26. How To Rescue Someone From Drowning – Calm the person so that he or she does not struggle. Then turn the victim onto his back, placing your hand on either side of his face. Turn onto your back, holding the victim in front of you. Then use a backstroke to swim to the shore or to the side of the pool. Take care to keep the person’s face above the surface of the water the entire time.

    27. How To Make A Fire Extinguisher – Dissolve one pound of salt and a half-pound of sal-ammoniac into two quarts of water. Pour solution into quart-size glass bottles. If a fire breaks out, throw one or more of the bottles into the flames.

    28. How To Measure With Coins – You can do some rudimentary measuring with pennies. Sixteen pennies stacked on top of each other equal one inch and 16 pennies placed in a line equal one foot.

    29. How To Make A Scout's Tent – You can build a simple tent with six poles — two at the top lashed together and two at each end for support. Make a covering by joining together four squares of canvas – two on each side. You may spread other squares of canvas on the ground as a sheet.

    30. How To Repurpose Coal Dust – You can turn coal dust into bricks of fuel by mixing the dust with salt (about a handful of salt for each shovelful of dust), adding water and stirring the mixture into a stiff paste. Use a box to mold the bricks and place on a board or shelf to dry.

    31. How To Fix A Loose Hammer Or Axe Head – First, wedge the handle of the hammer as tightly as possible. Then, drill two holes into the end of the wood and drive in two large screws. Bore a hole through the shaft just below the head and place a wire through the hole and over the top. Twist the wire and drive in a staple to hold it in position.

    32. How To Pull Out Long Nails – To gain more leverage when removing a long nail, place a small block of wood under the pincer.

    33. How To Make A Water Filter – Drill a hole in the center of the bottom of a clean metal water pail and fit a small pipe through the hole. Fill the bucket from the bottom with a layer of large stones, smaller stones, coarse sand, and then fine sand. As water travels through the layers, it will filter through to the bottom and come out through the pipe in a clear state.

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      11 thoughts on “33 Old-School Life Hacks That Used to Be Common Knowledge”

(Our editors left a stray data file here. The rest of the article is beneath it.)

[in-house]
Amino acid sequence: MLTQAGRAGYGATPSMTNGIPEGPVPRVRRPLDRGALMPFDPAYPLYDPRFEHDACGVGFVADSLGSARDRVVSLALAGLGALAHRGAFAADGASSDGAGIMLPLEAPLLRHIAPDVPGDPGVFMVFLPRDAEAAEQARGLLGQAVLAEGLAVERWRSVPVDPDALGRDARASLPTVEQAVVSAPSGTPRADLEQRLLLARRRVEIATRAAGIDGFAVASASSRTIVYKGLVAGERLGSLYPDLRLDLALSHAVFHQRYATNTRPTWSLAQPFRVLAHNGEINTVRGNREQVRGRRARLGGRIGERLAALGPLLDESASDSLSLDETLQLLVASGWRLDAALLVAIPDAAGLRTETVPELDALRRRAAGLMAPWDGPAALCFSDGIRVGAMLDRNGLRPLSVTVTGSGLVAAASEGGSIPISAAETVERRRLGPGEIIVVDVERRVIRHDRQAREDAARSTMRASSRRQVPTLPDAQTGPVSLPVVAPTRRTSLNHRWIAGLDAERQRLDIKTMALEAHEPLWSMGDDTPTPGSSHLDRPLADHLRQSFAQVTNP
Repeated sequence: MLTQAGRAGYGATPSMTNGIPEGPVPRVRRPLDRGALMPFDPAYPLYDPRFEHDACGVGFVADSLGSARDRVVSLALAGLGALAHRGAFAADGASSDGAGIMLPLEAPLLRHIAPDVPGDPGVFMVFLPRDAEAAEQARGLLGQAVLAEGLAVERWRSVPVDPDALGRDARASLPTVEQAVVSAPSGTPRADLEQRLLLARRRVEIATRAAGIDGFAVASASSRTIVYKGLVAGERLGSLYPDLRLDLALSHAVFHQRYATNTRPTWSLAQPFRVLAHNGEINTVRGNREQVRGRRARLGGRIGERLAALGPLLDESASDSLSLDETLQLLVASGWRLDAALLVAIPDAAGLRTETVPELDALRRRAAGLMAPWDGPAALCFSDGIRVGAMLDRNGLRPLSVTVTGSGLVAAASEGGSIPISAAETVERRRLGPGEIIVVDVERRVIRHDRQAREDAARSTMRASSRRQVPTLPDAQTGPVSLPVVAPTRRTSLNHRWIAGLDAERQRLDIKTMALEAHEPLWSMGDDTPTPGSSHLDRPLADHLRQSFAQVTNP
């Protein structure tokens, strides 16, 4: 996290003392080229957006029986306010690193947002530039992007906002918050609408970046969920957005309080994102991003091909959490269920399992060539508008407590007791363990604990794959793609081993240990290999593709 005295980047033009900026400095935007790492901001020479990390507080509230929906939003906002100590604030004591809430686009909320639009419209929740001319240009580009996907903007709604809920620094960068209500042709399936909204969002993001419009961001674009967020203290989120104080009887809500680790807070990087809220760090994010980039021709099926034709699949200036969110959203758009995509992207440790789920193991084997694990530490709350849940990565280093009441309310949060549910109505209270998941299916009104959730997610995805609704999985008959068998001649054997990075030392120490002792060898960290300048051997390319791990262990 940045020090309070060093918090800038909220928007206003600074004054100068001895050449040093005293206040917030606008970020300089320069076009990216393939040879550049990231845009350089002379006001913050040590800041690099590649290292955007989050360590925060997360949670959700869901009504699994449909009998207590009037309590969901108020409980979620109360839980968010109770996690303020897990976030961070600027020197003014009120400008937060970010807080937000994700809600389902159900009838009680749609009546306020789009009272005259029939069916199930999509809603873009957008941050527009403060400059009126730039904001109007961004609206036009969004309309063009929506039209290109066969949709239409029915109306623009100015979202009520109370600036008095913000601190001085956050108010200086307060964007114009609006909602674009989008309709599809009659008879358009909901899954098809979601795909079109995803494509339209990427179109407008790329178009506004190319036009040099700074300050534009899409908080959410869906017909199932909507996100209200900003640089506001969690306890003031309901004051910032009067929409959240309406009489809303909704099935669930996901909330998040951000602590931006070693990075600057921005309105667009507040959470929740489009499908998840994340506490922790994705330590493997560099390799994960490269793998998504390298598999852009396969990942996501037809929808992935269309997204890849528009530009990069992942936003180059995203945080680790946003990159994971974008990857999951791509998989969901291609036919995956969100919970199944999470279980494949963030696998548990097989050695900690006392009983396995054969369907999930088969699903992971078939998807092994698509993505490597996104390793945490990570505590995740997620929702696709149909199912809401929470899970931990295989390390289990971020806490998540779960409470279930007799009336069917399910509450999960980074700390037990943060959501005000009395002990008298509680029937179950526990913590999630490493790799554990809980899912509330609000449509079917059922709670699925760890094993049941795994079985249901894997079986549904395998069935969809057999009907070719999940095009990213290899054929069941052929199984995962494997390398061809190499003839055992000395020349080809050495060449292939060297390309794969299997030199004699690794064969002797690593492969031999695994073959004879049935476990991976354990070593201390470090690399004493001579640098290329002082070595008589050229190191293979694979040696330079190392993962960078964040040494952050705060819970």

1. #35 I think should be the other way with the filtering material. The larger at the top and the fine sand at the bottom for a graded filtration system.

      2. An old mountain man taught me how to predict the coming winter. He said that if you find a fir tree with “new” pinecones, take notice of where they sit on the branch. If they are near the tips then it will be a mild winter, but if they are further down on the limb then get ready for a rough one. Obviously the ones further down means a worse winter while the ones out close to the tips means it will be colder but not as bad. Don’t forget, these have to be new or baby pinecones. Last years cones don’t count. I’ve remembered this for many years, and I have to say, it hasn’t failed me yet.

      3. My husband is an optometrist. Vinegar is an acid, so dont use it in the eye even though small amount. Just flush with plain water. Dont know about the castor oil other than maybe soothing the eye.

      4. Yo be honest, the advice given for 23, 24, 25, and 27 is wrong. As an RN my advice would be: number 23 – gently rinse the eye with a very weak saline (salt solution). Vinegar is acidic and should never be used to treat delicate areas of the body.
        Number 24 Soap may help, but trying to force the ring from the finger may cause more trauma and nerve damage, It is better to submerge the persons hand in cold water, This restricts blood flow and swelling which makes the ring easier to remove.
        Number 25 – If the foot is injured, many times a bandage is not required. By applying a bandage, when it is not needed, we run the risk of causing nerve damage and affecting blood circulation. For the same reason, tourniquets are not recommended to stop bleeding unless the person applying the tourniquet is fully trained and understands the criteria for applying a tourniquet.
        Number 27 – Fractures should never be splintered! Unless it is a finger or a toe, fractures must never be splintered. If you splinter a main bone i.e. humerus, ulna, radius, femur, tibia, or fibula, you risk causing nerve damage, circulatory problems, necrosis and compartment syndrome. Please, please, please do not post inaccurate information! This could cost someone their life!! Be responsible and take advice from a qualified health care provider!

        • Also an RN – of course you splint a fractured limb! That’s the reason for splinting in the first place. For a spurting wound, a tourniquet is necessary. Release pressure at intervals to allow blood flow to the distal part of the limb. Better some tissue damage than to bleed out and be dead.

      5. I disagree, as a former Paramedic and Trauma RN, immobilizing a fracture open or closed wound, remains a vital part of Basic, Intermediate and Advanced Field First Aid. The whole purpose of immobilizing a fracture is to prevent further tissue damage from the bone ends when moving the victim. CSM, (Circulation, Sensation, and Mobility distal to the suspected fracture) must be assessed before, after and during transport.
        Moving someone without a splint can cause severe pain to the victim as well.
        Attached is a current EMS Protocols regarding application of a splint/immobilization devise: ems1.com/ems-education/articles/7-reminders-for-prehospital-splinting-of-long-bone-and-joint-injuries-FxCMrbmNlVSCR69o/